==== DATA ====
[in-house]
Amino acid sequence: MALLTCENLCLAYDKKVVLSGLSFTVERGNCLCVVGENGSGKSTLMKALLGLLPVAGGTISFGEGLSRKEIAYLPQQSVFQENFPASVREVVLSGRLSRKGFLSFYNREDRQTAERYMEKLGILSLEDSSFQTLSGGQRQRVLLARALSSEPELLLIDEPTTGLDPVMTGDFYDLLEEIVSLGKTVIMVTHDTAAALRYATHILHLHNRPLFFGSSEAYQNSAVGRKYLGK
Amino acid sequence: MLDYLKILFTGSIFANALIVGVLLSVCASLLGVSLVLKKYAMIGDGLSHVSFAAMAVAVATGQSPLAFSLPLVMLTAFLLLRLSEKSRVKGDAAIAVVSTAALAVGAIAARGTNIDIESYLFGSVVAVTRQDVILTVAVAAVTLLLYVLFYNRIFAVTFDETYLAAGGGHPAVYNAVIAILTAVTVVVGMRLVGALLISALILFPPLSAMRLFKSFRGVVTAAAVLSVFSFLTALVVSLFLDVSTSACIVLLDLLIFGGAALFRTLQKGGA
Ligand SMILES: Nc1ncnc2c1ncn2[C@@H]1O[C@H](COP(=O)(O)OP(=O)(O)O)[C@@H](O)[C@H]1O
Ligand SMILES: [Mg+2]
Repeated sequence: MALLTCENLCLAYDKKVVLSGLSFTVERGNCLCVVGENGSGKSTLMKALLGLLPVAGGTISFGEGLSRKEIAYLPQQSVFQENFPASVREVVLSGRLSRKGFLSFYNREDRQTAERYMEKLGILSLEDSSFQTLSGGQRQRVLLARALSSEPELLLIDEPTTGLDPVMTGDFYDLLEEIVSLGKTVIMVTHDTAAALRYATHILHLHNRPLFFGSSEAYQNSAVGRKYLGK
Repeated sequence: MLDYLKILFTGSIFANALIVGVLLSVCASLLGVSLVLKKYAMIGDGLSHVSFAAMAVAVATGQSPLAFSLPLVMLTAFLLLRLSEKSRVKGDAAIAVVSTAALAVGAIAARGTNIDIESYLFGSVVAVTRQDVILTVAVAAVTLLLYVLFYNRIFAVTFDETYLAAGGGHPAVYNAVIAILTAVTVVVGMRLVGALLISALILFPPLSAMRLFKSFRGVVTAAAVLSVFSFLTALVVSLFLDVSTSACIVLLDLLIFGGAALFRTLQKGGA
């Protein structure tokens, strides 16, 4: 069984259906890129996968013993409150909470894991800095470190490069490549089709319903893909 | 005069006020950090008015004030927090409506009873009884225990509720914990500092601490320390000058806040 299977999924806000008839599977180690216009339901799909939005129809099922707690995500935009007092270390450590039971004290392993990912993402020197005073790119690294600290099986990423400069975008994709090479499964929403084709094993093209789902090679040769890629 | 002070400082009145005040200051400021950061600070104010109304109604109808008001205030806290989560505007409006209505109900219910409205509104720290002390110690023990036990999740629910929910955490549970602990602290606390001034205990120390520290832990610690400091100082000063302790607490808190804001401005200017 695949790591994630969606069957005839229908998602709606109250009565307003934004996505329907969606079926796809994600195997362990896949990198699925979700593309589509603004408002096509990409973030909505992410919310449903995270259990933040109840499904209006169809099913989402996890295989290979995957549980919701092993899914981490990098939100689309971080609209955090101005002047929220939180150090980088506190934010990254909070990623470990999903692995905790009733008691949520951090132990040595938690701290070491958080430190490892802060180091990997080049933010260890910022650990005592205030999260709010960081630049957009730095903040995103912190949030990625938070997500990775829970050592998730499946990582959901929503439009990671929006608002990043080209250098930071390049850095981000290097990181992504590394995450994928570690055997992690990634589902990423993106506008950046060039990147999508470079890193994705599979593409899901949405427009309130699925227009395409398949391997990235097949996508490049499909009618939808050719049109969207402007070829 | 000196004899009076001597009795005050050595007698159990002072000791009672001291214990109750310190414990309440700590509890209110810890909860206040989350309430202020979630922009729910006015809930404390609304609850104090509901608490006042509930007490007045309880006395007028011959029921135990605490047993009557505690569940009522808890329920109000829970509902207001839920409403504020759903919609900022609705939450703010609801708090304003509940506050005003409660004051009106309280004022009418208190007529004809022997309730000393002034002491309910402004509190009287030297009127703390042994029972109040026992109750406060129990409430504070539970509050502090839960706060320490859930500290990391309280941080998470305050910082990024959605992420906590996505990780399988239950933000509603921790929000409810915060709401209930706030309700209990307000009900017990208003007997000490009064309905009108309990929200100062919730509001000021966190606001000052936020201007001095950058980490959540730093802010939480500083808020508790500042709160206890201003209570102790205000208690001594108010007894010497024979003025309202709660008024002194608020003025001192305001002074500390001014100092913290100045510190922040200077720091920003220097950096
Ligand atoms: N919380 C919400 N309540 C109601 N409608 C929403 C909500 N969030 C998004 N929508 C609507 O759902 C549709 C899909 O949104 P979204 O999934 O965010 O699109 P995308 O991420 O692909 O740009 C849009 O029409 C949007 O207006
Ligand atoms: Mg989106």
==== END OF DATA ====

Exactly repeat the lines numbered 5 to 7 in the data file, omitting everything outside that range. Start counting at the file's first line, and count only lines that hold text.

Ligand SMILES: [Mg+2]
Repeated sequence: MALLTCENLCLAYDKKVVLSGLSFTVERGNCLCVVGENGSGKSTLMKALLGLLPVAGGTISFGEGLSRKEIAYLPQQSVFQENFPASVREVVLSGRLSRKGFLSFYNREDRQTAERYMEKLGILSLEDSSFQTLSGGQRQRVLLARALSSEPELLLIDEPTTGLDPVMTGDFYDLLEEIVSLGKTVIMVTHDTAAALRYATHILHLHNRPLFFGSSEAYQNSAVGRKYLGK
Repeated sequence: MLDYLKILFTGSIFANALIVGVLLSVCASLLGVSLVLKKYAMIGDGLSHVSFAAMAVAVATGQSPLAFSLPLVMLTAFLLLRLSEKSRVKGDAAIAVVSTAALAVGAIAARGTNIDIESYLFGSVVAVTRQDVILTVAVAAVTLLLYVLFYNRIFAVTFDETYLAAGGGHPAVYNAVIAILTAVTVVVGMRLVGALLISALILFPPLSAMRLFKSFRGVVTAAAVLSVFSFLTALVVSLFLDVSTSACIVLLDLLIFGGAALFRTLQKGGA